The commemorations of ‘Great War’ centenaries will be around for some time, with churches hosting or otherwise adorning our civic events, as during the war itself. But is there a less popular, more prophetic role which we are called to fulfil?

Clive Barrett thinks so, though he offers no blueprint for alternative remembrances. Rather, his meticulously researched survey uncovers the wide range of opposition to the war, rarely mentioned in 2014 but with a growing volume of accessible material and the added sharpness of protests from within the Establishment.

Consider this broad assessment: ‘In general, the Church of England’s response to the war was shameful’. How come? It looked to the government, not the Gospel. When police raided the offices of many anti-war groups, one man offered to help by surrendering the most subversive literature on the premises; he handed over a New Testament. Gore on The Sermon on the Mount once suffered a wartime ban.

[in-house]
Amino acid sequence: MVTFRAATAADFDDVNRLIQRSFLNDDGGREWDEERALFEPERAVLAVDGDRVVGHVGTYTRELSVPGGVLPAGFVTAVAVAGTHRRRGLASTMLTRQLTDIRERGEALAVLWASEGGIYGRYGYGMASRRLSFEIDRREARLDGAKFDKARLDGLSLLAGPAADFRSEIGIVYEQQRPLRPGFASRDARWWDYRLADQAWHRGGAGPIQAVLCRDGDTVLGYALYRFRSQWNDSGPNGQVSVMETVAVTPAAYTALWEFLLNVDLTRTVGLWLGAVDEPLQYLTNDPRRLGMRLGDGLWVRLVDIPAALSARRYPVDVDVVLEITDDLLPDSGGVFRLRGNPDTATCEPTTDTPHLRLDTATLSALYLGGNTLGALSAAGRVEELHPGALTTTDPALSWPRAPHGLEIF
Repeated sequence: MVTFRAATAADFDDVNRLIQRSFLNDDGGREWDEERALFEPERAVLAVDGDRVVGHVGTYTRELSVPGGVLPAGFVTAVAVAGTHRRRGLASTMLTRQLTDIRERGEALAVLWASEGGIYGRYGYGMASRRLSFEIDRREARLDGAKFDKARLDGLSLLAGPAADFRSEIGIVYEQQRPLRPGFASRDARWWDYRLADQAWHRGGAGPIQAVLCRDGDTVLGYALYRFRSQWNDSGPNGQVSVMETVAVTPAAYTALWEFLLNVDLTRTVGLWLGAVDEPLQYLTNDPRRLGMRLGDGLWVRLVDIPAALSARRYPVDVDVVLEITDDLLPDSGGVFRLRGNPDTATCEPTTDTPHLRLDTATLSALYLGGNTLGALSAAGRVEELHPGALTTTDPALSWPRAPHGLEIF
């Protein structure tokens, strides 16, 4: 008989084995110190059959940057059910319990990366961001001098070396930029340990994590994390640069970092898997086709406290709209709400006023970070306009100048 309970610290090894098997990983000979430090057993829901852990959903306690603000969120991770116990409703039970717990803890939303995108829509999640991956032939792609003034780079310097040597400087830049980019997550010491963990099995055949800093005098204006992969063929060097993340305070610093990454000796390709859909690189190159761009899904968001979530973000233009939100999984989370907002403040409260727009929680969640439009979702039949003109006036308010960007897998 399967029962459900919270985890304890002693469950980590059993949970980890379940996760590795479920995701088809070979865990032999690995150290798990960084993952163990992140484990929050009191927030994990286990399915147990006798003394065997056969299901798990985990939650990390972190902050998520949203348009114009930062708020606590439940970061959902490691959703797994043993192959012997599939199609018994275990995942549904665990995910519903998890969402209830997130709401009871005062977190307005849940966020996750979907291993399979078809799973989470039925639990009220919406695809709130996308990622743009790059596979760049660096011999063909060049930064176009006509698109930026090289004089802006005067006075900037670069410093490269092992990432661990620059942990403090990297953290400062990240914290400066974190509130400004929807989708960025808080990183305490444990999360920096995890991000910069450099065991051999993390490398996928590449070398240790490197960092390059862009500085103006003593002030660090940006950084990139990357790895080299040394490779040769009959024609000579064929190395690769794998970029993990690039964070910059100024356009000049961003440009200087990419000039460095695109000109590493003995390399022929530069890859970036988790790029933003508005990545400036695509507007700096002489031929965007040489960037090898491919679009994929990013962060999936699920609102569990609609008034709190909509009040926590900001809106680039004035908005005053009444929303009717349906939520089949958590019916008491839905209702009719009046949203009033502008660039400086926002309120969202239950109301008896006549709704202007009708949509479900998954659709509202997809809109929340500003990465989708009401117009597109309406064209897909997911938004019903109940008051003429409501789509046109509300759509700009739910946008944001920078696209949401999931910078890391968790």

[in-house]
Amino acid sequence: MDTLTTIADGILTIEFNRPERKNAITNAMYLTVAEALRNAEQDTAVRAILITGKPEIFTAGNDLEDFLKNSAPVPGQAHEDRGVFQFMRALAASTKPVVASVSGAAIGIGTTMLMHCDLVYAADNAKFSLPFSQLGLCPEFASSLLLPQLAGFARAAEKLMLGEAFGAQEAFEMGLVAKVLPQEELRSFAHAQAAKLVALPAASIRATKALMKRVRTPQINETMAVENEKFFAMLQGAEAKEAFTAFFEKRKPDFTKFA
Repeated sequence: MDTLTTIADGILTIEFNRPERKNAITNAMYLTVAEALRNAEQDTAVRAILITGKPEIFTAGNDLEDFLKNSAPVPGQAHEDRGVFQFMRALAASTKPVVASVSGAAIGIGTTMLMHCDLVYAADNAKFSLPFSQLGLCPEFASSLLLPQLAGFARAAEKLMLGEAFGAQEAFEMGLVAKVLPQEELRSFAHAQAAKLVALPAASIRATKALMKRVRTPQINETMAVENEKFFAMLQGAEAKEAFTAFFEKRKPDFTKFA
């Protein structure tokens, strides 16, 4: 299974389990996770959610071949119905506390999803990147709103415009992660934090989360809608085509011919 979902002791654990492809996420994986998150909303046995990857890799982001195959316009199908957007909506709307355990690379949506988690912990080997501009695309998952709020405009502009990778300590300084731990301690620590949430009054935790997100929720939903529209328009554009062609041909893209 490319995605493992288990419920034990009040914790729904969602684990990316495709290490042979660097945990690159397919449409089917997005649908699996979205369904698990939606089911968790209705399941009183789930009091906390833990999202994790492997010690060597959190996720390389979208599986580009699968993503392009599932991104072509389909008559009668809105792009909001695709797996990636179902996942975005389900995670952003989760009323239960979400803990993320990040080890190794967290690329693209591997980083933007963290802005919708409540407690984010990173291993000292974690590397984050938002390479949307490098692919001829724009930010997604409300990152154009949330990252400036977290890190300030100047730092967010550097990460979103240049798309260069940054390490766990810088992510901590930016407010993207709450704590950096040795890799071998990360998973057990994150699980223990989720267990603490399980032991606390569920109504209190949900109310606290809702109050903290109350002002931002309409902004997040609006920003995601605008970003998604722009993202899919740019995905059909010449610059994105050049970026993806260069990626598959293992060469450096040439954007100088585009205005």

Barrett’s judgement is backed by an unparalleled array of detailed evidence. Notable bishops and parish clergy, famous for other achievements, often fail the test even on attitudes to Conscientious Objectors. If the prolonged ill-treatment of COs was a disgrace, their tribunal questioning was often ludicrous.

Sometimes the attitudes of the hierarchy shock us; why do good men make bad decisions? Fifty pages of endnotes give chapter and verse for Crockford Prefaces, Lambeth Conferences, army and prison chaplains, Dearmer and Temple, Raven and Bell, Tubby Clayton and Woodbine Willie (of course), Dick Sheppard and Vera Brittain. The early peaceniks are not all liberals; the story reveals ‘Tractarians’ like Herbert Runacres of Pusey House, backed by his Principal Darwell Stone. Sometimes it was harder to be an Anglican war-resister than a Quaker one.